Where’s the beef? It should be on your plate, apparently.
A new review published in the journal of Food Science and Nutrition has found that people who consume meat have lower levels of anxiety and depression than do vegans and vegetarians. Hah! I’m licking my chops over this story. Literally.
The extensive analysis examined 20 studies associated with meat consumption and mental health and found an undeniable association between vegetarianism or veganism and poorer mental health outcomes, according to Business Insider.
The studies were conducted from 2001 to 2020 and represented almost 172,000 people from across four continents. Respondents were provided questionnaires in which they stated whether they ate meat or not and then answered questions about whether they experienced anxiety and depression.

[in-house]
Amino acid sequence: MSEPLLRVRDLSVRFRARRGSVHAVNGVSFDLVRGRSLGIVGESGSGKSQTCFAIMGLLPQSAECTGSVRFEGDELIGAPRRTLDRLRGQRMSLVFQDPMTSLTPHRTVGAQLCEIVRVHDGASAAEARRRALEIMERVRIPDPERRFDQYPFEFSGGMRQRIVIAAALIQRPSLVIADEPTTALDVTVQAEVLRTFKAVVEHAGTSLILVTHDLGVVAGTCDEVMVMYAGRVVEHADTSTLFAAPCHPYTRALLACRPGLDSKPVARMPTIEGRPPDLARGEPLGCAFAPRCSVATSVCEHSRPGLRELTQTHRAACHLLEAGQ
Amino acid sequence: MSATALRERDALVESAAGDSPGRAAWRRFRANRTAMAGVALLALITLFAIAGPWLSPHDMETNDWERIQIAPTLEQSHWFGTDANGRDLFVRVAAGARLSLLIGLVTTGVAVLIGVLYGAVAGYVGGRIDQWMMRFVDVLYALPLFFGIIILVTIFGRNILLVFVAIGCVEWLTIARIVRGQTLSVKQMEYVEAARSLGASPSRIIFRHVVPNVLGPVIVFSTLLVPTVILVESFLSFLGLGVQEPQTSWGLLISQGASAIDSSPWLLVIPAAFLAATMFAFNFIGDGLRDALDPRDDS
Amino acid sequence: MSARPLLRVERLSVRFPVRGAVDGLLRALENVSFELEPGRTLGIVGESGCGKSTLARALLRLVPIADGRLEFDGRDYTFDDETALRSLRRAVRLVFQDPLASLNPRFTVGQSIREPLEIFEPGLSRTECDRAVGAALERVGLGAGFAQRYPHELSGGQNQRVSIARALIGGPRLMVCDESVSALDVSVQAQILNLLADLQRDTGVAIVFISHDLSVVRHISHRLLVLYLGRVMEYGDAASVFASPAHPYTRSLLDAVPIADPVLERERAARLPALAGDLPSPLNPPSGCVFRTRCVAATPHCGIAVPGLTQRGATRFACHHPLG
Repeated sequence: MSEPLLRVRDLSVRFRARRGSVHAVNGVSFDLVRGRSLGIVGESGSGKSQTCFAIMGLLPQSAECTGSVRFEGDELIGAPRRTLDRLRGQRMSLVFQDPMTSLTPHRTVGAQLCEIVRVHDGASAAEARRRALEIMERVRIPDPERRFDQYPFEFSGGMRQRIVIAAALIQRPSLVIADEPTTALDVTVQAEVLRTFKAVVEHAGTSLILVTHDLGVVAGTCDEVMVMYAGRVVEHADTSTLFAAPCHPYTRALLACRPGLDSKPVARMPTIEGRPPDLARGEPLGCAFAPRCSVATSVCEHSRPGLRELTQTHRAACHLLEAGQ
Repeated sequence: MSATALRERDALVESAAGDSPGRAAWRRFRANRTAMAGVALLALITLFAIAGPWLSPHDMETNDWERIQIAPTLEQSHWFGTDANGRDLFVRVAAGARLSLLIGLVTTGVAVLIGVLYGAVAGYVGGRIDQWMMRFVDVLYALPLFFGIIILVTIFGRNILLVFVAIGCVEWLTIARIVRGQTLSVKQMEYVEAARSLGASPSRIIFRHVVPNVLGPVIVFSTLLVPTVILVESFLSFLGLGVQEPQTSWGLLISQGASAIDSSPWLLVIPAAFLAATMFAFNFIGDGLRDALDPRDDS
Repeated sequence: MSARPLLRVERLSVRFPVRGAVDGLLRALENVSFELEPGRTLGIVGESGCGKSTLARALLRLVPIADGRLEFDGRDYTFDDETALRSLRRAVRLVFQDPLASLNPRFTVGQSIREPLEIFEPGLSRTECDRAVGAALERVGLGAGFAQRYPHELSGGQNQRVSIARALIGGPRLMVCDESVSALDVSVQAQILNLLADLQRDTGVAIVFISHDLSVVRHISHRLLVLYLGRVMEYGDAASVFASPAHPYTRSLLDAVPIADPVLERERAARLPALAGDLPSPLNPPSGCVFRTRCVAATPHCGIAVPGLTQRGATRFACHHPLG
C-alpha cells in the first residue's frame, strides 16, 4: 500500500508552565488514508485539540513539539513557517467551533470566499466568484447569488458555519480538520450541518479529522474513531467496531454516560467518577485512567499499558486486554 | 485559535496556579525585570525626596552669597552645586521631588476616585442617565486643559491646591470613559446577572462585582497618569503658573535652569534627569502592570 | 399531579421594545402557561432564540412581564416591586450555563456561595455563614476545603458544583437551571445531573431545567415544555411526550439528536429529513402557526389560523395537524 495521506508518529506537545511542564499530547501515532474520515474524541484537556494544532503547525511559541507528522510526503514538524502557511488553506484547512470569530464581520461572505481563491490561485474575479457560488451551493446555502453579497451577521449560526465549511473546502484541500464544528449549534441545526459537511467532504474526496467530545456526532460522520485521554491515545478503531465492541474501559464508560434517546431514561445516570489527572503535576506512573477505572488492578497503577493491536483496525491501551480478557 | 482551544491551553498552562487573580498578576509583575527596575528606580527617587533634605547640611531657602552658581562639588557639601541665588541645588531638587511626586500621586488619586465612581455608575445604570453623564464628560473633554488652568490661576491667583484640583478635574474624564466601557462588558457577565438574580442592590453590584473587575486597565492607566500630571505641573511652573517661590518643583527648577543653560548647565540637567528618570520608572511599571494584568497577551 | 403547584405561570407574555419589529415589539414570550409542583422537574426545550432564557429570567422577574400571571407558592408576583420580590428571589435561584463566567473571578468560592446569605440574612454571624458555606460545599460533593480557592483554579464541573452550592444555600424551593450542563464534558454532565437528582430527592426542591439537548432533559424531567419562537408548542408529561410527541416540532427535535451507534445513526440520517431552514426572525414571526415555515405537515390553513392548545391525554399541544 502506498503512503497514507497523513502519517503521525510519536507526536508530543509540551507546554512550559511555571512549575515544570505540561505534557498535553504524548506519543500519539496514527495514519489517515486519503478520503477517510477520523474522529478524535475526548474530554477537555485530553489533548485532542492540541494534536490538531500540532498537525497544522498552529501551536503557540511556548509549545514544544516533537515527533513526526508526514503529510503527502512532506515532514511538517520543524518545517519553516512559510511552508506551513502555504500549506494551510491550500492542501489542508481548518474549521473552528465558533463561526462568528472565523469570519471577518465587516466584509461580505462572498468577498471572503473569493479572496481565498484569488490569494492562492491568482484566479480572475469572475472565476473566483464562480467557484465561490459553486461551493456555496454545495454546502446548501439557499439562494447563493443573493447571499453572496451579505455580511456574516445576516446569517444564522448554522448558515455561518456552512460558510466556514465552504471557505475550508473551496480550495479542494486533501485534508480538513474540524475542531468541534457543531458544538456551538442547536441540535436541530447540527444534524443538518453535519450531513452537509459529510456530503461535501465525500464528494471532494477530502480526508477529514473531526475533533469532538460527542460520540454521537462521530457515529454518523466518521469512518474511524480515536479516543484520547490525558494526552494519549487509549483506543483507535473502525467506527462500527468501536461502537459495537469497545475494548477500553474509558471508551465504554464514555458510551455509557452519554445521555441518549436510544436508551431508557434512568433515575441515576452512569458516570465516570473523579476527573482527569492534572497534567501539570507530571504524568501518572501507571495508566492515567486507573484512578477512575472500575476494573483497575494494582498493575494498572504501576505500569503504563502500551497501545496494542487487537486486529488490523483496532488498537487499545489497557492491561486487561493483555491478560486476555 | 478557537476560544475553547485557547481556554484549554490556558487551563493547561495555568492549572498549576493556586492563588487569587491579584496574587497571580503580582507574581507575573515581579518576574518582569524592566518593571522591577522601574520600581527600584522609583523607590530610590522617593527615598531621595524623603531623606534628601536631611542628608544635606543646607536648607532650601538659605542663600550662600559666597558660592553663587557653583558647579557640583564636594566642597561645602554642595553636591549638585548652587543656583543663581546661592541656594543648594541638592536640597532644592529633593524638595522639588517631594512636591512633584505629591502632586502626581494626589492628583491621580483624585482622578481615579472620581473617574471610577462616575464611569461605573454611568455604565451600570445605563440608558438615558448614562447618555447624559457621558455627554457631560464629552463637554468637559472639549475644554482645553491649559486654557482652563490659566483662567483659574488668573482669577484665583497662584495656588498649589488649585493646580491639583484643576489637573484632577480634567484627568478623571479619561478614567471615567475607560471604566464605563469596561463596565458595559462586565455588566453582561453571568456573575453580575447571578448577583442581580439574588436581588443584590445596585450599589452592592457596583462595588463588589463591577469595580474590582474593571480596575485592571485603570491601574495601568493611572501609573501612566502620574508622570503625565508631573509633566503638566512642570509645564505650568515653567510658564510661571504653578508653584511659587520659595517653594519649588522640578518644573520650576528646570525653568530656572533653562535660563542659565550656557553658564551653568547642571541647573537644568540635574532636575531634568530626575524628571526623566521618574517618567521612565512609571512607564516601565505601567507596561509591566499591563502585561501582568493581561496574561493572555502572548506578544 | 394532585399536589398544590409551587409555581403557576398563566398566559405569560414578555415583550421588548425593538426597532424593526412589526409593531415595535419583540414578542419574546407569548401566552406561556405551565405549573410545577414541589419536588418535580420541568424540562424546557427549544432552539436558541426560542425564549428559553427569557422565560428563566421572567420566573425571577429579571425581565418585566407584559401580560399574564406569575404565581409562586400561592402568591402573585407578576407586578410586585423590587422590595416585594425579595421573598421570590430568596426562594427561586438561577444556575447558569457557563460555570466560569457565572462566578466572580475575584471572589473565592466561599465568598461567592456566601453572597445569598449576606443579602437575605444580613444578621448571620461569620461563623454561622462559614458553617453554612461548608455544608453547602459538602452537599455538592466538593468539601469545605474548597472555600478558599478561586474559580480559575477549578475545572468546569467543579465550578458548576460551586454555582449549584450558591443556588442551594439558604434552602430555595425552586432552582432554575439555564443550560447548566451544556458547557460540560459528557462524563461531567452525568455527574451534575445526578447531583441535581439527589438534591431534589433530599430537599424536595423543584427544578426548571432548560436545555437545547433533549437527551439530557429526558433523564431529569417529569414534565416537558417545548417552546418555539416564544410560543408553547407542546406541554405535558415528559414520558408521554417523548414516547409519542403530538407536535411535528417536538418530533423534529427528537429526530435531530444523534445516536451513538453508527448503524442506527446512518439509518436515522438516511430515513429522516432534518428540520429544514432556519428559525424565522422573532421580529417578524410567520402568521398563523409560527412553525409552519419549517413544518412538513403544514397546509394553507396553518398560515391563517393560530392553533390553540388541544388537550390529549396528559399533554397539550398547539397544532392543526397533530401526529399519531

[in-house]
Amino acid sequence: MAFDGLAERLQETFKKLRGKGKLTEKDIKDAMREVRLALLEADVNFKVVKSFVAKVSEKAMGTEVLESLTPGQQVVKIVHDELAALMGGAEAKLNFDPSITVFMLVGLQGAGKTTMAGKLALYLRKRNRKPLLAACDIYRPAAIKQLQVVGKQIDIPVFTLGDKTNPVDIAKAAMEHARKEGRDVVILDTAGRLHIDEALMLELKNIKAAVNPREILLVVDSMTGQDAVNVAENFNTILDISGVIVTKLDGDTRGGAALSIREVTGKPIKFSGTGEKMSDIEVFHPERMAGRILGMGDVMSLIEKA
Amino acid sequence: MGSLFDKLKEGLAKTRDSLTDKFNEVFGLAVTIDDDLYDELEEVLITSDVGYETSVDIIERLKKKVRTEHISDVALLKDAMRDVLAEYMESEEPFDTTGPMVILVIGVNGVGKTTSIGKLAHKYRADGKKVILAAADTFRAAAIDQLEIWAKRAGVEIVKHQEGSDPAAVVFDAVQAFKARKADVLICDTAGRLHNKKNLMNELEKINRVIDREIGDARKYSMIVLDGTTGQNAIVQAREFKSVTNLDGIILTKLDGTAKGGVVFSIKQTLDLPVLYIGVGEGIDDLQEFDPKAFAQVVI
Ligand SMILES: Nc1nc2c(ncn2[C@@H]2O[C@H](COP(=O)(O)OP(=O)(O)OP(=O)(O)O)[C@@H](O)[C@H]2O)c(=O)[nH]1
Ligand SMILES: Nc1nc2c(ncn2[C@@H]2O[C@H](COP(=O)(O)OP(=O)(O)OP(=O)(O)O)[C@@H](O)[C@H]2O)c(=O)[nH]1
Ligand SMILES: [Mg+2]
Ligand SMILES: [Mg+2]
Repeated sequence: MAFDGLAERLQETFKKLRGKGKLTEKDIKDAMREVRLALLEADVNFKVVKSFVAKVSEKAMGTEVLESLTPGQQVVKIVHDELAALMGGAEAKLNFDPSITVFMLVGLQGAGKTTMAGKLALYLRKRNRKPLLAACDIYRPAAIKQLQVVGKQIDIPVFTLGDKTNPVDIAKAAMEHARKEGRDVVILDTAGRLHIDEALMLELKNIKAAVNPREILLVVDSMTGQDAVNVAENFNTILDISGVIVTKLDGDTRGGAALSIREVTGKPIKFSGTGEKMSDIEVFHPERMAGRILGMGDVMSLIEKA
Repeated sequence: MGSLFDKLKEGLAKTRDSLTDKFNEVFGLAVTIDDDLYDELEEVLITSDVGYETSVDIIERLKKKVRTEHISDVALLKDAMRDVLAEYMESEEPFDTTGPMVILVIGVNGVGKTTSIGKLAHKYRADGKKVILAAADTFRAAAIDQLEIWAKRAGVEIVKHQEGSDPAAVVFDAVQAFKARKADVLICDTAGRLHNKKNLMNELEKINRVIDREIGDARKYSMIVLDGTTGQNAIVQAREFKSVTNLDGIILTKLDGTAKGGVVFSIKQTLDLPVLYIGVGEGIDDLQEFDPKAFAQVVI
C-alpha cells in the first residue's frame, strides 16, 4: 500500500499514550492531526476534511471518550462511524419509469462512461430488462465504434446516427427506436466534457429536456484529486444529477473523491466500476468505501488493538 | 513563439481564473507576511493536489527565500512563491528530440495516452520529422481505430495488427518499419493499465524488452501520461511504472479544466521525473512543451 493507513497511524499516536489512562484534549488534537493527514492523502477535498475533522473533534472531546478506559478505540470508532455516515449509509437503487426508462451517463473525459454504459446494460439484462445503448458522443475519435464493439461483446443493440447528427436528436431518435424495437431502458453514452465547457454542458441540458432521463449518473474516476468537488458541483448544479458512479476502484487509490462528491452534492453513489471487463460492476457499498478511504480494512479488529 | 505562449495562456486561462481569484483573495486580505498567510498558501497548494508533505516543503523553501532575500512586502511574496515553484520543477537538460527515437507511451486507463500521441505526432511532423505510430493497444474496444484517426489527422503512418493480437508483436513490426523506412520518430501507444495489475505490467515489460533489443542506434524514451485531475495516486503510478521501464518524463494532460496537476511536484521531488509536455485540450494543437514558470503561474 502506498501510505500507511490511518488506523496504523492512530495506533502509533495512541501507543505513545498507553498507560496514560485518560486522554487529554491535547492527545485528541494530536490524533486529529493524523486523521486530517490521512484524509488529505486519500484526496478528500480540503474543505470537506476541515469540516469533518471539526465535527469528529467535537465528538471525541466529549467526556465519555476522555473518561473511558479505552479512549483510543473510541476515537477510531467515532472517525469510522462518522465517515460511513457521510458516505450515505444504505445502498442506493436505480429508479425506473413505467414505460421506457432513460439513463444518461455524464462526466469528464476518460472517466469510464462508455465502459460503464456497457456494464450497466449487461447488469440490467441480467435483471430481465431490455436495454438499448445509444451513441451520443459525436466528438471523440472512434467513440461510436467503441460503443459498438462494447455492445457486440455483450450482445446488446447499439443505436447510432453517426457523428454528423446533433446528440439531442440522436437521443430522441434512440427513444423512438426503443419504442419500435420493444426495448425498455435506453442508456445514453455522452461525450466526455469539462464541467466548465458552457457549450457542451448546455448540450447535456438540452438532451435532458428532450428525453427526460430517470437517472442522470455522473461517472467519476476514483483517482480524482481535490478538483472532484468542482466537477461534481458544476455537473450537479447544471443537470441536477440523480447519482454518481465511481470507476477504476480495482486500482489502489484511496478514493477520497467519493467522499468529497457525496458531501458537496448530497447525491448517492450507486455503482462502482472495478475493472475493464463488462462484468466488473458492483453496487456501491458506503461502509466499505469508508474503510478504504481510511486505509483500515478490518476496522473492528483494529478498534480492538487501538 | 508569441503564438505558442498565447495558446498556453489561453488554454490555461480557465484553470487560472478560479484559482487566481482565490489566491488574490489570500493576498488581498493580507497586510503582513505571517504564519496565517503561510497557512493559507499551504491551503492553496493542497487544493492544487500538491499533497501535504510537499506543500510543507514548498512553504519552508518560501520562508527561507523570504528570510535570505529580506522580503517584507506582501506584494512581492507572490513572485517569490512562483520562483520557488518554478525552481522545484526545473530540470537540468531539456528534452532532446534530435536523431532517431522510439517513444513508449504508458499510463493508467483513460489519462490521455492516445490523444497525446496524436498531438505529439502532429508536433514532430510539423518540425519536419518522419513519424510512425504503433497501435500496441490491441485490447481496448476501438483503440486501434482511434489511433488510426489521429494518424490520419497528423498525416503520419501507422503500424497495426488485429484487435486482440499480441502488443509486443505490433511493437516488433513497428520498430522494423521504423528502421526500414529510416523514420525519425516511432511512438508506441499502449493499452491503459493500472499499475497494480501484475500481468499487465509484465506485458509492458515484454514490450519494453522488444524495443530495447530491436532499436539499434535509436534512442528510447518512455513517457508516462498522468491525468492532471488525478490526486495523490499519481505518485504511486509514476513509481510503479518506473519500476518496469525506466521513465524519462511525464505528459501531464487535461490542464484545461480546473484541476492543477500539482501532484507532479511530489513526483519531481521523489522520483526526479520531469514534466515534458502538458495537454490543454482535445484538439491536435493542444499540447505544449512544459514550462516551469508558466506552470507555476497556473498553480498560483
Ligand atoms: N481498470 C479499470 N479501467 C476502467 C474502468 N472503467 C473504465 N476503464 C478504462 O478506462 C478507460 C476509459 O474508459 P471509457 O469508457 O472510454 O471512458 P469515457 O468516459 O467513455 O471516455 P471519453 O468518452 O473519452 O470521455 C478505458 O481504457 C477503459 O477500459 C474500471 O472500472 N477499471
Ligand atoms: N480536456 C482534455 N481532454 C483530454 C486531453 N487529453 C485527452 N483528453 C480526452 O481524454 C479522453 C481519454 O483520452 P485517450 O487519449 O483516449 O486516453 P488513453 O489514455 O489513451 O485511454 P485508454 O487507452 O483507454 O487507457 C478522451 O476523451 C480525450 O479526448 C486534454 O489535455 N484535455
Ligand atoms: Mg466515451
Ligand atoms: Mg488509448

The review will not make so-called “progressives” happy. During last year’s Democratic primary, current Vice President Kamala Harris insisted that "government can and should" regulate meat consumption in the interest of climate consciousness as well as healthy eating. Bill Gates, billionaire Microsoft founder and world-class do-gooder, recently decreed that the planet’s wealthier nations should stop eating beef altogether and instead switch to consuming lab-grown or plant-based "meats" to help avoid an otherwise looming climate disaster. Gates claimed, "You can get used to the taste difference.” Yes, and you can get used to psoriasis and syphilis, too.
Meat-eaters are mentally better adjusted than cud-chewers? I have no beef with that finding. I guess the vegans’ chickens are coming home to roost.